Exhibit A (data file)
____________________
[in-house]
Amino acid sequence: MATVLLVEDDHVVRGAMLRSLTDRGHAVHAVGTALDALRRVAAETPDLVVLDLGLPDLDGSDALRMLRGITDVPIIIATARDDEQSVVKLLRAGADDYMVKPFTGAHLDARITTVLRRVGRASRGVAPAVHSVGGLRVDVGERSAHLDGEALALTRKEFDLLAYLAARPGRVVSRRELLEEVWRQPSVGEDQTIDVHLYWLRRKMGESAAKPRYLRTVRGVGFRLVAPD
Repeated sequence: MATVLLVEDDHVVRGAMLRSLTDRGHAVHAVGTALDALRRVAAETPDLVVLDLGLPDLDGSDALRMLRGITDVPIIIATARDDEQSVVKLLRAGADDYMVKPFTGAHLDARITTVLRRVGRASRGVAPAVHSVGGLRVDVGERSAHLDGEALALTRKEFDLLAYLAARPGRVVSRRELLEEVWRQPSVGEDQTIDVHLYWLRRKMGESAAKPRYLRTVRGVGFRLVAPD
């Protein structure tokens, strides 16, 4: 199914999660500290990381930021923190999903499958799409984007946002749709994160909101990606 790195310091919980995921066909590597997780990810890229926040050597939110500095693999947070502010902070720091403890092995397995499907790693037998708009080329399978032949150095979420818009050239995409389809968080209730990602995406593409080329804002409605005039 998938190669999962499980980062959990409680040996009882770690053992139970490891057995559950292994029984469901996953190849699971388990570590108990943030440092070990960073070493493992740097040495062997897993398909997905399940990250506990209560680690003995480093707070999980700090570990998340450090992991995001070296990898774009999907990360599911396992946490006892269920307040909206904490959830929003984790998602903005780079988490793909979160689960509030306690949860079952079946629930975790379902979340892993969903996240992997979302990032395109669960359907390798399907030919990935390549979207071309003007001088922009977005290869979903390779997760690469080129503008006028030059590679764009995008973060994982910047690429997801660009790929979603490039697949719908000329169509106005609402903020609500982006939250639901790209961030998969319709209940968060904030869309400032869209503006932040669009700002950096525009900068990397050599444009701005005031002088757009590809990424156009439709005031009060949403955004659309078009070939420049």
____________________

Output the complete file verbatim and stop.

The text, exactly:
[in-house]
Amino acid sequence: MATVLLVEDDHVVRGAMLRSLTDRGHAVHAVGTALDALRRVAAETPDLVVLDLGLPDLDGSDALRMLRGITDVPIIIATARDDEQSVVKLLRAGADDYMVKPFTGAHLDARITTVLRRVGRASRGVAPAVHSVGGLRVDVGERSAHLDGEALALTRKEFDLLAYLAARPGRVVSRRELLEEVWRQPSVGEDQTIDVHLYWLRRKMGESAAKPRYLRTVRGVGFRLVAPD
Repeated sequence: MATVLLVEDDHVVRGAMLRSLTDRGHAVHAVGTALDALRRVAAETPDLVVLDLGLPDLDGSDALRMLRGITDVPIIIATARDDEQSVVKLLRAGADDYMVKPFTGAHLDARITTVLRRVGRASRGVAPAVHSVGGLRVDVGERSAHLDGEALALTRKEFDLLAYLAARPGRVVSRRELLEEVWRQPSVGEDQTIDVHLYWLRRKMGESAAKPRYLRTVRGVGFRLVAPD
């Protein structure tokens, strides 16, 4: 199914999660500290990381930021923190999903499958799409984007946002749709994160909101990606 790195310091919980995921066909590597997780990810890229926040050597939110500095693999947070502010902070720091403890092995397995499907790693037998708009080329399978032949150095979420818009050239995409389809968080209730990602995406593409080329804002409605005039 998938190669999962499980980062959990409680040996009882770690053992139970490891057995559950292994029984469901996953190849699971388990570590108990943030440092070990960073070493493992740097040495062997897993398909997905399940990250506990209560680690003995480093707070999980700090570990998340450090992991995001070296990898774009999907990360599911396992946490006892269920307040909206904490959830929003984790998602903005780079988490793909979160689960509030306690949860079952079946629930975790379902979340892993969903996240992997979302990032395109669960359907390798399907030919990935390549979207071309003007001088922009977005290869979903390779997760690469080129503008006028030059590679764009995008973060994982910047690429997801660009790929979603490039697949719908000329169509106005609402903020609500982006939250639901790209961030998969319709209940968060904030869309400032869209503006932040669009700002950096525009900068990397050599444009701005005031002088757009590809990424156009439709005031009060949403955004659309078009070939420049």